Key judgment made on financial services exemptionby
In a judgment that is likely to impact a wide range of businesses, the Supreme Court ruled that the financial services exemption for VAT did not apply to Target’s loan administration services.
The courts have recently considered the scope of the financial services exemption and whether it covers loan administration services provided by Target Group Ltd (Target) to a bank.
While references in the court case are to EU legislation, the report makes the point that it made no distinction between this and UK legislation and so I have referred to UK legislation here as that will be more familiar to readers.
Group 5 of Schedule 9 to VATA 1994 exempts from VAT:
1 – the issue, transfer or receipt of, or any dealing with, money, any security for money or any note or order for the payment of money
2 – the making of any advance or the granting of any credit
2A – the management of credit by the person granting it
8 – the operation of any current, deposit or savings account.
There are other financial services included in the exemption but the above are referred to in the court case.
What does Target do?
Target administers loans made by Shawbrook Bank Limited (Shawbrook). This administration includes operating individual loan accounts and instigating and processing payments due from borrowers.
It operates bank accounts on behalf of Shawbrook and is responsible for matching payments to individual loan accounts and identifying missing payments.
Target is responsible for generating instructions for direct debit payments, and also accepts payment by debit card and cheque. Target is also responsible for calculating the interest due on the loans and for calculating and applying any fees.
The company has a certain amount of authority to negotiate how missed payments will be dealt with but severe cases are referred to Shawbrook. Only Shawbrook has the right to change the terms of a loan and to decide whether to take legal action.
The arguments for exemption
Target contended that the work it did fell within the VAT exemption, specifically because the company:
- gives instructions that automatically and inevitably result in payment from the borrowers’ bank accounts to Shawbrook’s bank accounts via BACS
- inputs entries into the borrowers’ loan accounts with Shawbrook.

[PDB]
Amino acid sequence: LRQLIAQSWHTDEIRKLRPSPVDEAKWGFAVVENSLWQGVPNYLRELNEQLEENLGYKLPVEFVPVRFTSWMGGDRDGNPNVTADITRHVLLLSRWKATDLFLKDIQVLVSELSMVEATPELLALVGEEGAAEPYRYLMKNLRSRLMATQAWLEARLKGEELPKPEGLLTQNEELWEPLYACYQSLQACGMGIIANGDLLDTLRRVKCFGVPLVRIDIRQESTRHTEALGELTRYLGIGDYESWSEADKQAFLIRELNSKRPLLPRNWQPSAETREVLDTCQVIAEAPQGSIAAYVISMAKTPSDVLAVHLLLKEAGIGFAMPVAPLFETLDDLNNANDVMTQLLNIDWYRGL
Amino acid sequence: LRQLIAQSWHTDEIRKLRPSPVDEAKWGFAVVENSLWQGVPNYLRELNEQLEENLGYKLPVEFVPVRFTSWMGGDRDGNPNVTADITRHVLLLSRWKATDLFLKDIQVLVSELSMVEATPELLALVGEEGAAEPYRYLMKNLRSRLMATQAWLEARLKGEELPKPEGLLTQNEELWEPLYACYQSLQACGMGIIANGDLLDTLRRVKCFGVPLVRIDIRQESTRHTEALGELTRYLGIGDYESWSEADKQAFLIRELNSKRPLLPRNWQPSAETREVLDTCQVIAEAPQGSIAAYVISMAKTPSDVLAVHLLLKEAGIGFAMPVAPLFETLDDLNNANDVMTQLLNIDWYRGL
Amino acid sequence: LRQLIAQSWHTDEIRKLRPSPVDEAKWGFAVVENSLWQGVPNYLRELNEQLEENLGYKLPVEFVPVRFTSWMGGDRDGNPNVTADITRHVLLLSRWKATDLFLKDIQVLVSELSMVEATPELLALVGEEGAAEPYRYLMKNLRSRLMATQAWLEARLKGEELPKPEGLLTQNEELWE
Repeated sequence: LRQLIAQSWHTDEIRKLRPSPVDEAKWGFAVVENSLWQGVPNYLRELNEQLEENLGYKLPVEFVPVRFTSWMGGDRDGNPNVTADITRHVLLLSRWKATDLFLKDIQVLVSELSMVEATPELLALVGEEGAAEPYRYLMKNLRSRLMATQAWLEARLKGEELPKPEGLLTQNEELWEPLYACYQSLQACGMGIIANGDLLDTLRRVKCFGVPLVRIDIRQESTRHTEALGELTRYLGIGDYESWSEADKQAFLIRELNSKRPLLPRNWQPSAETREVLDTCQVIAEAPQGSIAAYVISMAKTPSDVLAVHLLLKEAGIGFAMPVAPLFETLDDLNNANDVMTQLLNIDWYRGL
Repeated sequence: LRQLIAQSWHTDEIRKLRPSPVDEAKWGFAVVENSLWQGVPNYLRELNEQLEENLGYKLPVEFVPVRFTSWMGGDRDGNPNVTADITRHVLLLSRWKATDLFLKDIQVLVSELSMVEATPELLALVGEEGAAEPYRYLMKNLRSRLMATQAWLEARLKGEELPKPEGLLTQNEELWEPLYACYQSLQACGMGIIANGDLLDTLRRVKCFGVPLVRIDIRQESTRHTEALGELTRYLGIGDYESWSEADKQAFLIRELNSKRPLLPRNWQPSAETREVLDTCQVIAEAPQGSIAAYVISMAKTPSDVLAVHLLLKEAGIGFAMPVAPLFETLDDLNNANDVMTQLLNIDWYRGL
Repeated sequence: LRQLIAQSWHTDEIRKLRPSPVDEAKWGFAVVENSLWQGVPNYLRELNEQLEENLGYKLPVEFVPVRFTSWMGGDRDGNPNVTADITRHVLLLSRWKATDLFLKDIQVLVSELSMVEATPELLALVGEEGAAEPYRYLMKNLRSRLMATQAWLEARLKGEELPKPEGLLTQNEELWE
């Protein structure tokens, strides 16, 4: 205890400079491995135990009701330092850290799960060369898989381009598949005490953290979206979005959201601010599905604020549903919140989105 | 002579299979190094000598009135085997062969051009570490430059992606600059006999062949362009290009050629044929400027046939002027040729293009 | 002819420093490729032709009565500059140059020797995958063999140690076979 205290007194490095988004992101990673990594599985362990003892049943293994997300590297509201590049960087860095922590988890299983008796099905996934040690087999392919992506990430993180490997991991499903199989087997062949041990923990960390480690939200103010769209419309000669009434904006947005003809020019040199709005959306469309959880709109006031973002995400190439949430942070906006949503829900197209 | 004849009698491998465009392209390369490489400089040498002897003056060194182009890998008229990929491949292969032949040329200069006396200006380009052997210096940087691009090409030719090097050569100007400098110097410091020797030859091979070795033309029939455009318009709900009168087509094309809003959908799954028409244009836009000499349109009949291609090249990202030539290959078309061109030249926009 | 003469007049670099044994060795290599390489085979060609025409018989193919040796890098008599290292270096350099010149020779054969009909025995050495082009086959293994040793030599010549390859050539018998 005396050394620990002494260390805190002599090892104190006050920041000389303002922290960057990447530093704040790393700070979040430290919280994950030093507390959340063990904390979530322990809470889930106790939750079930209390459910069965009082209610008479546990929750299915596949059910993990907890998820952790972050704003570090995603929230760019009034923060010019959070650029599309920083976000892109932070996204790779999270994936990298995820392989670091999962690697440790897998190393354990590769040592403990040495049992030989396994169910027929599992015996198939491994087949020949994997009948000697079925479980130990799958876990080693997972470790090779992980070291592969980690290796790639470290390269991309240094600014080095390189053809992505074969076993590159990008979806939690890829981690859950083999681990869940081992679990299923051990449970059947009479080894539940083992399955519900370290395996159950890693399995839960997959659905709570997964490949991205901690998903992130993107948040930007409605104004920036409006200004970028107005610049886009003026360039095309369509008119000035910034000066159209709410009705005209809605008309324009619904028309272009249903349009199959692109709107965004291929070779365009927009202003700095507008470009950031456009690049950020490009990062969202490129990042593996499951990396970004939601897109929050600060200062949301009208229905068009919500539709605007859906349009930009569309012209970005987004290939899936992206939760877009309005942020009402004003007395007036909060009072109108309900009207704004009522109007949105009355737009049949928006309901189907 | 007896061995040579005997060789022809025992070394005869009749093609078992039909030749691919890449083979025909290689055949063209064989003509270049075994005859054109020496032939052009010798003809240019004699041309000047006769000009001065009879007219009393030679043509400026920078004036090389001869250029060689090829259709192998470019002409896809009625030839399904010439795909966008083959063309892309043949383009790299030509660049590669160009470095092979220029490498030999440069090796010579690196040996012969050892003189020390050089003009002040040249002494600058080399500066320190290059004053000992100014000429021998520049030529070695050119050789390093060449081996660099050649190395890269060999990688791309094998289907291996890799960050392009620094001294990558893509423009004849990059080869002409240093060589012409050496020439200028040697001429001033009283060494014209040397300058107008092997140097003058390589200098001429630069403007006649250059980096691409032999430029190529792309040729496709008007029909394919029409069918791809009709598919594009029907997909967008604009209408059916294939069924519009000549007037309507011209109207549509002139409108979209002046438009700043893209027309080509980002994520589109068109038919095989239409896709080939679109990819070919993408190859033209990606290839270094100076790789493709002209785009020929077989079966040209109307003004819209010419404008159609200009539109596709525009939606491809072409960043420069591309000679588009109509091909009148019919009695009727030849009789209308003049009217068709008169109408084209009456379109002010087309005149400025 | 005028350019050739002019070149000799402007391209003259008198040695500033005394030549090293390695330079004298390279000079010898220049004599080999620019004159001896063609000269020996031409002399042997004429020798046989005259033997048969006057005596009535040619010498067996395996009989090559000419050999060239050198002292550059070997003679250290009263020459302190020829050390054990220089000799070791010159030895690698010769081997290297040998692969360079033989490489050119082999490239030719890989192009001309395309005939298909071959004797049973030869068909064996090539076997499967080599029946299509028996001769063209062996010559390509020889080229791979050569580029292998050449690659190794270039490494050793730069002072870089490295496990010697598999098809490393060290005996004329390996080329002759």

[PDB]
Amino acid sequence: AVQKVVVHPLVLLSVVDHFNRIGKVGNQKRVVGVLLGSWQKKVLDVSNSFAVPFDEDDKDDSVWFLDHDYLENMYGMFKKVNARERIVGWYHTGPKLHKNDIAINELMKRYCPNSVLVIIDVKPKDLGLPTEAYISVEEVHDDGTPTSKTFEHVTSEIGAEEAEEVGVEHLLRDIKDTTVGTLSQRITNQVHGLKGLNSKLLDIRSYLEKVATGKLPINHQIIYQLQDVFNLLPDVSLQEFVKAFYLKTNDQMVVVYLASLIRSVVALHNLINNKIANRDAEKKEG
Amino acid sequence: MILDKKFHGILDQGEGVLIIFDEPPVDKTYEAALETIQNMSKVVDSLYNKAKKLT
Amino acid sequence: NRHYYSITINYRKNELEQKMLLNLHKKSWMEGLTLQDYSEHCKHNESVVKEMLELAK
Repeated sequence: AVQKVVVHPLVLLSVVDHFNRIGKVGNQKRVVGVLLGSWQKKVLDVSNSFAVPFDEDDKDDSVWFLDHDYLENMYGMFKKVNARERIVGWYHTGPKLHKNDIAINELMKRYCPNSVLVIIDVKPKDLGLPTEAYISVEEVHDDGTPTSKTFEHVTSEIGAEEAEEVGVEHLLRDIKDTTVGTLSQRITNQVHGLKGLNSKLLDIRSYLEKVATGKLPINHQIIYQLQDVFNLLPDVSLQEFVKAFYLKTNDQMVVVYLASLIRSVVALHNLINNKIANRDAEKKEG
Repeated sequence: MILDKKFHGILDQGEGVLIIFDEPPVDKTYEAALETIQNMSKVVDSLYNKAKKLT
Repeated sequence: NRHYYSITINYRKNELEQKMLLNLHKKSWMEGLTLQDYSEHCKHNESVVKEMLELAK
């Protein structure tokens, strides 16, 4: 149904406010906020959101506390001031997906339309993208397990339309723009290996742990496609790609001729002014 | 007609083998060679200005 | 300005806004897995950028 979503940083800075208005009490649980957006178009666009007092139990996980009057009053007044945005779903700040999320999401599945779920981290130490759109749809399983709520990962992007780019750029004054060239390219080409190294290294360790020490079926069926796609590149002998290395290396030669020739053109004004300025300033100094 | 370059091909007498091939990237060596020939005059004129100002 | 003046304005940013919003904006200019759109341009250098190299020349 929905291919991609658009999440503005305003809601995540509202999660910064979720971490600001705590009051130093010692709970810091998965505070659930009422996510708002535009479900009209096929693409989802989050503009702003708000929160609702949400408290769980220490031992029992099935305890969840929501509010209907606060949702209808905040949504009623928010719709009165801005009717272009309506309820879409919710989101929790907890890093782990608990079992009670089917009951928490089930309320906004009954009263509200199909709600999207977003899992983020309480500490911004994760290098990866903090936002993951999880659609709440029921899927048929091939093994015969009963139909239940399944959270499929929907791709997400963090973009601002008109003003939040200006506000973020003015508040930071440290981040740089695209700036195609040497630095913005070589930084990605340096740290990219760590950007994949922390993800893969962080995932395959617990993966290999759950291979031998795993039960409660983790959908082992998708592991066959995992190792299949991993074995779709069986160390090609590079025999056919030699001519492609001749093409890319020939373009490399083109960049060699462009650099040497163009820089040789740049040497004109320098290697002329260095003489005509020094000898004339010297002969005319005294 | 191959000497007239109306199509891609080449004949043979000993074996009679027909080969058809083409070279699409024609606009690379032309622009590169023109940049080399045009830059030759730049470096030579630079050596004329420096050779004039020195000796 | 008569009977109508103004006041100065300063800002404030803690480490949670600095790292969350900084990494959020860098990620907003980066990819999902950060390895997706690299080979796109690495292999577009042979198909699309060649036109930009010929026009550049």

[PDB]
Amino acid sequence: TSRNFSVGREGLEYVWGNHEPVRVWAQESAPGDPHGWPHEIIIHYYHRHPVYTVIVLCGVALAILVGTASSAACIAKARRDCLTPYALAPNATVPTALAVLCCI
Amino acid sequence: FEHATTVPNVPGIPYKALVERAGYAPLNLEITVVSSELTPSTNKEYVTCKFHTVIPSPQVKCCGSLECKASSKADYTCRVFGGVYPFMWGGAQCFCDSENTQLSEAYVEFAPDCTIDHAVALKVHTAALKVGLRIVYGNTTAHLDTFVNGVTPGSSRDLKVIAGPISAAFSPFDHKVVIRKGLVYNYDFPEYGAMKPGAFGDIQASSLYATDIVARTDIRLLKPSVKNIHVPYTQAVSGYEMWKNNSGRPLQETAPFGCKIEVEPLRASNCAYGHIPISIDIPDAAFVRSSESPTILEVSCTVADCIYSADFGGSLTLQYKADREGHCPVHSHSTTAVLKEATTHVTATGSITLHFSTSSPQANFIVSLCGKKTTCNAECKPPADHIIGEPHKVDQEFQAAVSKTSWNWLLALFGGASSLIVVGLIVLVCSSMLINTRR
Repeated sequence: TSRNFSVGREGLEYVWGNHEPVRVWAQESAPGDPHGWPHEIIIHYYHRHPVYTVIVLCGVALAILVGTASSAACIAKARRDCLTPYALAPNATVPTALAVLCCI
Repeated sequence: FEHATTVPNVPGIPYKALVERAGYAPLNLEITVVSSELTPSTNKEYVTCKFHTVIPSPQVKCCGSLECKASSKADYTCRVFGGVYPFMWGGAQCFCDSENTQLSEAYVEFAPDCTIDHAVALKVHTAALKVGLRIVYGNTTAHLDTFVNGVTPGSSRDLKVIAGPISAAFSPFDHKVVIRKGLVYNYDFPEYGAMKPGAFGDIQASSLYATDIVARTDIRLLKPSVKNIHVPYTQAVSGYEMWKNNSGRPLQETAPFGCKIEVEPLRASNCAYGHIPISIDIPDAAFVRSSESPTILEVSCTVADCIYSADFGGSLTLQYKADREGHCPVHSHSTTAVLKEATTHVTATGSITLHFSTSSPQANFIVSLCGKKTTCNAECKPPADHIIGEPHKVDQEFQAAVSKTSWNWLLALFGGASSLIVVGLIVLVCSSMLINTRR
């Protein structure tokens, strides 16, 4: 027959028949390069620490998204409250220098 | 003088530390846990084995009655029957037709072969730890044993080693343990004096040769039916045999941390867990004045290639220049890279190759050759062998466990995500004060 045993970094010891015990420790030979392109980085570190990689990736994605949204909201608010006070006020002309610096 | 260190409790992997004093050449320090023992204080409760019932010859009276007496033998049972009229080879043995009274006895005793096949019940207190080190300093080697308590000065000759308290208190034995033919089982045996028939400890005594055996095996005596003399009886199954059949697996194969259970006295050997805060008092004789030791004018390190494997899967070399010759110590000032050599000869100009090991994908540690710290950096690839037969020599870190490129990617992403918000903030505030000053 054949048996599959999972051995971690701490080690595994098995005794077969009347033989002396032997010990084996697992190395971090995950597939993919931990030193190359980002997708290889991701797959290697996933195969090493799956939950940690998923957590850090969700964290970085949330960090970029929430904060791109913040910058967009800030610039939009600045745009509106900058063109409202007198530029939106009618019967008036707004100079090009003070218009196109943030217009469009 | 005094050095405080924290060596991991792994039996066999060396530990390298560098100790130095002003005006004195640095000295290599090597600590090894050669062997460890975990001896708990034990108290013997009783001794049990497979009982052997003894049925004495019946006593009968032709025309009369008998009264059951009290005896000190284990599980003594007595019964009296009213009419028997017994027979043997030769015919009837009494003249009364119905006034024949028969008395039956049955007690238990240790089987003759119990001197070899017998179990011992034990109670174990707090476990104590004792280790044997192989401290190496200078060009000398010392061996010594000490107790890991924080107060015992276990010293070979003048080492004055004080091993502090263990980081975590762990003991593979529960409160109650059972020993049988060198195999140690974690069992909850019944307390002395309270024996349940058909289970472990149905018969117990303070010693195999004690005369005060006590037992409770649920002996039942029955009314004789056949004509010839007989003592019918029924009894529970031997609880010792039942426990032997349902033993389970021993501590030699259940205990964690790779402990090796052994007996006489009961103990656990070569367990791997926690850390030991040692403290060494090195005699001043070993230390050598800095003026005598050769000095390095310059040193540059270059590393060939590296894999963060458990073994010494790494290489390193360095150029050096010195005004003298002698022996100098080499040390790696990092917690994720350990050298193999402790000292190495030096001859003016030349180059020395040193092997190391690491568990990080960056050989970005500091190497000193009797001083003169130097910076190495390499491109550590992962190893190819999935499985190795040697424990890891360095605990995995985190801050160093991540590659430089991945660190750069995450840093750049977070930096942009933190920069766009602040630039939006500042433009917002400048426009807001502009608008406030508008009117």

One issue is that, even if the above two activities do fall within the exemption, these are not the only services supplied by Target. It could be argued that its services form a composite supply of “debt collection”, which is specifically excluded from the exemption, or a supply of “management of credit”, which is only exempt if it is made by the person providing the credit.
The story so far
In 2018, the first tier tribunal (FTT) found that, while the supply did include some elements that would fall within the exemption if supplied alone, the predominant nature of the supply was debt collection and so it was standard-rated.
In 2019, the upper tribunal (UT) held that the supplies were actually those of processing payments and inputting accounting entries in the loan accounts. As they did not change either party’s legal or financial position; they did not fall within the exemption. As all the elements of the supply were therefore standard-rated, there was no need to consider whether this was a single supply of debt collection.
In 2021, the Court of Appeal upheld the decision of the UT.
Supreme Court consideration
The Supreme Court considered a vast amount of case law including Sparekassernes Datacenter (SDC), FDR, Axa ECJ, Nordea Pankki, Bookit, and DPAS.
The case law led them to these key points:
- Terms used to specify exemption must be interpreted strictly as they constitute exceptions to the general rule that VAT should be levied on all services.
- Due to the requirement for narrow interpretation of the exemption, for it to apply, the services must have the effect of transferring funds and changing the legal and financial situation of the parties. It is not enough to give instructions to trigger a transfer or payment. “Actual execution is necessary” and “Merely giving an instruction is not sufficient”.
The court’s conclusion
The court concluded that Target is processing payments and inputting accounting entries in loan accounts. Neither of those supplies is covered by the VAT exemption and the supply is therefore standard-rated.
In most circumstances, although perhaps not all, this means that only services provided by a bank or similar financial services institution will ever fall within these parts of the exemption.
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Hilary Bevan has over 20 years of experience working in accountancy and tax. She is a qualified chartered certified accountant as well as a chartered tax adviser and an associate of the Institute of Indirect Taxation.
In 2018 Hilary set up her own independent consultancy firm, providing specialist VAT advice to firms of accountants and...